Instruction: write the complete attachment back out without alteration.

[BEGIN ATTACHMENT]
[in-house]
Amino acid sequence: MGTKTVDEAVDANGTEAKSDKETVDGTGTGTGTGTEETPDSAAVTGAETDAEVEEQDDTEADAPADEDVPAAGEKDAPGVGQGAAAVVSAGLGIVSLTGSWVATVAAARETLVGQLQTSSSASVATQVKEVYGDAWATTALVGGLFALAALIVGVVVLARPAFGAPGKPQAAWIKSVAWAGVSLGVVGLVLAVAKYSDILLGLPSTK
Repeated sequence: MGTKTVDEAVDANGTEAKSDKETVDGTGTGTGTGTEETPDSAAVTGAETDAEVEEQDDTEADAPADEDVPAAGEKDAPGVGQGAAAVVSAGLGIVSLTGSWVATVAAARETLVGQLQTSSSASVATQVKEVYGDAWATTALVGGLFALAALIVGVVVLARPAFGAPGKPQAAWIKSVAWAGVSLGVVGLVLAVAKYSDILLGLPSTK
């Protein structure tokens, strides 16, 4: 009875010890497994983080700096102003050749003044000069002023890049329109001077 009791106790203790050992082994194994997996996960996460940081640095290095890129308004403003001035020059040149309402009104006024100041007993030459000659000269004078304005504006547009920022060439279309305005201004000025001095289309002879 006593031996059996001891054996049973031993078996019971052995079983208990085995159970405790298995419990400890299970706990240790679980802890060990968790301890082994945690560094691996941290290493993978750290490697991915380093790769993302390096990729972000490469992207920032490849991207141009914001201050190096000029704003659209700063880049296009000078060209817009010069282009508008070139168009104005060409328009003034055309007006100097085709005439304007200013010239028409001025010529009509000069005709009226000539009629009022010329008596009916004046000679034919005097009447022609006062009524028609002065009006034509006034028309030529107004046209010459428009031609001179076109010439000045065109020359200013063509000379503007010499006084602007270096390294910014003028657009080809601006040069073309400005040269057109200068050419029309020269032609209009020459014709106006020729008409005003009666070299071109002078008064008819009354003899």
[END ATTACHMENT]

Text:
[in-house]
Amino acid sequence: MGTKTVDEAVDANGTEAKSDKETVDGTGTGTGTGTEETPDSAAVTGAETDAEVEEQDDTEADAPADEDVPAAGEKDAPGVGQGAAAVVSAGLGIVSLTGSWVATVAAARETLVGQLQTSSSASVATQVKEVYGDAWATTALVGGLFALAALIVGVVVLARPAFGAPGKPQAAWIKSVAWAGVSLGVVGLVLAVAKYSDILLGLPSTK
Repeated sequence: MGTKTVDEAVDANGTEAKSDKETVDGTGTGTGTGTEETPDSAAVTGAETDAEVEEQDDTEADAPADEDVPAAGEKDAPGVGQGAAAVVSAGLGIVSLTGSWVATVAAARETLVGQLQTSSSASVATQVKEVYGDAWATTALVGGLFALAALIVGVVVLARPAFGAPGKPQAAWIKSVAWAGVSLGVVGLVLAVAKYSDILLGLPSTK
């Protein structure tokens, strides 16, 4: 009875010890497994983080700096102003050749003044000069002023890049329109001077 009791106790203790050992082994194994997996996960996460940081640095290095890129308004403003001035020059040149309402009104006024100041007993030459000659000269004078304005504006547009920022060439279309305005201004000025001095289309002879 006593031996059996001891054996049973031993078996019971052995079983208990085995159970405790298995419990400890299970706990240790679980802890060990968790301890082994945690560094691996941290290493993978750290490697991915380093790769993302390096990729972000490469992207920032490849991207141009914001201050190096000029704003659209700063880049296009000078060209817009010069282009508008070139168009104005060409328009003034055309007006100097085709005439304007200013010239028409001025010529009509000069005709009226000539009629009022010329008596009916004046000679034919005097009447022609006062009524028609002065009006034509006034028309030529107004046209010459428009031609001179076109010439000045065109020359200013063509000379503007010499006084602007270096390294910014003028657009080809601006040069073309400005040269057109200068050419029309020269032609209009020459014709106006020729008409005003009666070299071109002078008064008819009354003899």